Special Report

20 Islands That Will Disappear in Your Lifetime

Hristina Byrnes, John Harrington

Island vacations are the stuff of dreams for tourists of all kinds, from adventurous backpackers to families to retirees. Places like Bora Bora, Tahiti, the Maldives, and the Seychelles hold a fascination for travelers who are drawn by the natural, unspoiled beauty.

But these island paradises are under siege as human-caused climate change has lifted ocean temperatures, raised sea levels, and intensified storm severity. As a result, many of these islands could become partly submerged and uninhabitable within a few decades.

The islands that make up Venice, one of the most beloved tourist destinations in the world — and which famously floods frequently — have recently been inundated with historically high flood waters that have imperiled its artistic treasures. Venice isn’t the only famous tourist spot threatened by climate change. Here are the attractions that are being destroyed by climate change.

As nations attempt to address the climate change crisis, 24/7 Tempo has compiled a list of islands that might not exist in 20 years. We created our list by reviewing material from sources such as the United Nations, which calls climate change “the defining issue of our time,” and websites from nations to create our list.

Click here to see the island that might not exist in 20 years

The rise in greenhouse gases, caused by the burning of fossil fuels, has led to an increase in temperatures all across the globe and glacial ice melting, causing sea levels to rise. In addition, as the oceans get warmer, they begin to expand, causing sea levels to rise further. The sea begins to eat away at coastlines, causing erosion. These are the effects of climate change that can’t be stopped.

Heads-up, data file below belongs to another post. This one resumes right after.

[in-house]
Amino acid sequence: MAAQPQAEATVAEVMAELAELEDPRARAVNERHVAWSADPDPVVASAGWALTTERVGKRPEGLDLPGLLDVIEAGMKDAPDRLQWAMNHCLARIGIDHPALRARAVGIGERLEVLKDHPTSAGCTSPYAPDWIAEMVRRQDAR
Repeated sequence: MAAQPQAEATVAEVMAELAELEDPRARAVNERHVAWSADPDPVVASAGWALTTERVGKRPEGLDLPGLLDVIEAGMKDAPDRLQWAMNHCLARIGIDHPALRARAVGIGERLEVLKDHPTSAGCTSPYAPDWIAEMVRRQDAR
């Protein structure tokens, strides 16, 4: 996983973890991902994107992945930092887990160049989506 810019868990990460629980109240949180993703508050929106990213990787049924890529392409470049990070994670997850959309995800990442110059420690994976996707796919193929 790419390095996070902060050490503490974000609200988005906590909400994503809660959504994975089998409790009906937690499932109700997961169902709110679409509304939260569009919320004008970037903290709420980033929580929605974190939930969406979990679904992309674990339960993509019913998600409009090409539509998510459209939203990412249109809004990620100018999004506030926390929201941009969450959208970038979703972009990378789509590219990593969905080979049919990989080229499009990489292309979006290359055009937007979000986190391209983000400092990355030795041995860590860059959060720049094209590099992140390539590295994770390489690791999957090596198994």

The rise in sea level varies from place to place. It depends on water temperature (hot water has more volume than cold); the effect of wind; the direction of oceanic currents; and even the contours of continents and the shifting of tectonic plates.

The severity may vary locally, but it is a global issue nonetheless. At the Copenhagen climate conference in 2009, a spokesperson for small island nations warned that many would not survive a two-degree rise: “Some countries will flat-out disappear.”

Many of these island nations are taking action, formulating sustainability strategies, building walls to keep out rising oceans, relocating people who are at risk from surging sea levels, or planning to construct floating islands sustained by solar and wind power like French Polynesia.